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Bankruptcy as Implicit Health Insurance


  • Neale Mahoney

    () (Department of Economics, Stanford University)


This paper examines the interaction between health insurance and the implicit insurance that people have because they can file (or threaten to file) for bankruptcy. With a simple model that captures key institutional features, I demonstrate that the financial risk from medical shocks is capped by the assets that could be seized in bankruptcy. For households with modest seizable assets, this implicit “bankruptcy insurance” can crowd out conventional health insurance. I test these predictions using variation in the state laws that specify the type and level of assets that can be seized in bankruptcy. Because of the differing laws, people who have the same assets and receive the same medical care face different losses in bankruptcy. Exploiting the variation in seizable assets that is orthogonal to wealth and other household characteristics, I show that households with fewer seizable assets are more likely to be uninsured. This finding is consistent with another: uninsured households with fewer seizable assets end up making lower out-of-pocket medical payments. The estimates suggest that if the laws of the least debtor-friendly state of Delaware were applied nationally, 16.3 percent of the uninsured would buy health insurance. Achieving the same increase in coverage would require a premium subsidy of approximately 44.0 percent. To shed light on puzzles in the literature and examine policy counterfactuals, I calibrate a utility-based, micro-simulation model of insurance choice. Among other things, simulations show that “bankruptcy insurance” explains the low take-up of high-deductible health insurance.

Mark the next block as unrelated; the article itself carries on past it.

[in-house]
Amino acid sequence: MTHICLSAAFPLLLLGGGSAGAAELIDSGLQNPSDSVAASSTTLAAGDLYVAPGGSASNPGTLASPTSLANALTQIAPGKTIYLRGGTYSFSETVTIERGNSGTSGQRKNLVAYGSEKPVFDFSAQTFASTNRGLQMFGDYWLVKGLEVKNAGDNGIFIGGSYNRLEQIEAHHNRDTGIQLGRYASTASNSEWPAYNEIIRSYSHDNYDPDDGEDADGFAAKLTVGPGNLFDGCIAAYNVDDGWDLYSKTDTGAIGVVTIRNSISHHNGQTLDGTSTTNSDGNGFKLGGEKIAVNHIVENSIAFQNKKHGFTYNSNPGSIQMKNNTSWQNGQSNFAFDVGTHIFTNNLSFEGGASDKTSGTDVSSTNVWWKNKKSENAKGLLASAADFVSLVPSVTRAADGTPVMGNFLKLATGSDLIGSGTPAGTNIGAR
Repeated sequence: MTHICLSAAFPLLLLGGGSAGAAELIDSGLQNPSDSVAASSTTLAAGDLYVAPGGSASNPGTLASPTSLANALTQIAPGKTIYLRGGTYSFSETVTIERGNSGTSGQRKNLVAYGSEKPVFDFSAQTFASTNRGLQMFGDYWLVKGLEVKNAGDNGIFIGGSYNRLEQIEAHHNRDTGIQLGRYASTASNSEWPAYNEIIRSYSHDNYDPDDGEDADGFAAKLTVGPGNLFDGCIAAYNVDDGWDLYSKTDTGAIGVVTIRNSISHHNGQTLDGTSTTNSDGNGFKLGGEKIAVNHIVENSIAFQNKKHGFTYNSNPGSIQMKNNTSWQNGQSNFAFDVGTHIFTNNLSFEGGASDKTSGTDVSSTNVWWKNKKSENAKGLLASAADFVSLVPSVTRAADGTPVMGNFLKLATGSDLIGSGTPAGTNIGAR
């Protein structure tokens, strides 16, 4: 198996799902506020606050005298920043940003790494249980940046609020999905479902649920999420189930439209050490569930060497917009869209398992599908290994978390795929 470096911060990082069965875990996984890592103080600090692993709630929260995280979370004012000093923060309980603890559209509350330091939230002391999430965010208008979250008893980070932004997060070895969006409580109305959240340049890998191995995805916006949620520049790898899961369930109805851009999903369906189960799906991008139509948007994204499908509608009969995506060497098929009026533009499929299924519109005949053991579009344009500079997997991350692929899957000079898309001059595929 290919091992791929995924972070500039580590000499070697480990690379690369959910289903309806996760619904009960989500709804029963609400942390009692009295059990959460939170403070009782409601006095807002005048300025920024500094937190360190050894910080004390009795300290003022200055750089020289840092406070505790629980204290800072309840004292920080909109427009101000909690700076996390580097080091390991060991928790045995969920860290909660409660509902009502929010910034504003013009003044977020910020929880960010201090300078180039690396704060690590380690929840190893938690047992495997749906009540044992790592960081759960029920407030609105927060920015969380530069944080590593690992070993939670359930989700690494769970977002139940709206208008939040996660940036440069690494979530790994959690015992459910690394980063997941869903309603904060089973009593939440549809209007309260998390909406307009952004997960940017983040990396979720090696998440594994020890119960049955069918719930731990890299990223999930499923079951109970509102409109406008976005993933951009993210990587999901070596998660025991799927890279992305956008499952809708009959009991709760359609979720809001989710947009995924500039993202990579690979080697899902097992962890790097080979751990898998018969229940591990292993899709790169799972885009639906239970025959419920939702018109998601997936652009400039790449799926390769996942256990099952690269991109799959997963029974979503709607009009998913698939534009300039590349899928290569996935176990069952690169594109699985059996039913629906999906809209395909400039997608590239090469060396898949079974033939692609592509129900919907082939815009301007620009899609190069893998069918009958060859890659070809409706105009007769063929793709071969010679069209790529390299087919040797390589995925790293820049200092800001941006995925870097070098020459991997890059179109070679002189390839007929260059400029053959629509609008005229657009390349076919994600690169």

Suggested Citation

  • Neale Mahoney, 2011. "Bankruptcy as Implicit Health Insurance," Discussion Papers 10-023, Stanford Institute for Economic Policy Research.
  • Handle: RePEc:sip:dpaper:10-023

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    References listed on IDEAS

    1. Jeffrey R. Brown & Amy Finkelstein, 2008. "The Interaction of Public and Private Insurance: Medicaid and the Long-Term Care Insurance Market," American Economic Review, American Economic Association, vol. 98(3), pages 1083-1102, June.
    2. Mark G. Duggan, 2000. "Hospital Ownership and Public Medical Spending," The Quarterly Journal of Economics, Oxford University Press, vol. 115(4), pages 1343-1373.
    3. Amanda Kowalski, 2016. "Censored Quantile Instrumental Variable Estimates of the Price Elasticity of Expenditure on Medical Care," Journal of Business & Economic Statistics, Taylor & Francis Journals, vol. 34(1), pages 107-117, January.
    4. Manning, Willard G, et al, 1987. "Health Insurance and the Demand for Medical Care: Evidence from a Randomized Experiment," American Economic Review, American Economic Association, vol. 77(3), pages 251-277, June.
    5. Herring, Bradley, 2005. "The effect of the availability of charity care to the uninsured on the demand for private health insurance," Journal of Health Economics, Elsevier, vol. 24(2), pages 225-252, March.
    6. Gruber, Jonathan & Simon, Kosali, 2008. "Crowd-out 10 years later: Have recent public insurance expansions crowded out private health insurance?," Journal of Health Economics, Elsevier, vol. 27(2), pages 201-217, March.
    7. Rask, Kevin N. & Rask, Kimberly J., 2000. "Public insurance substituting for private insurance: new evidence regarding public hospitals, uncompensated care funds, and medicaid," Journal of Health Economics, Elsevier, vol. 19(1), pages 1-31, January.
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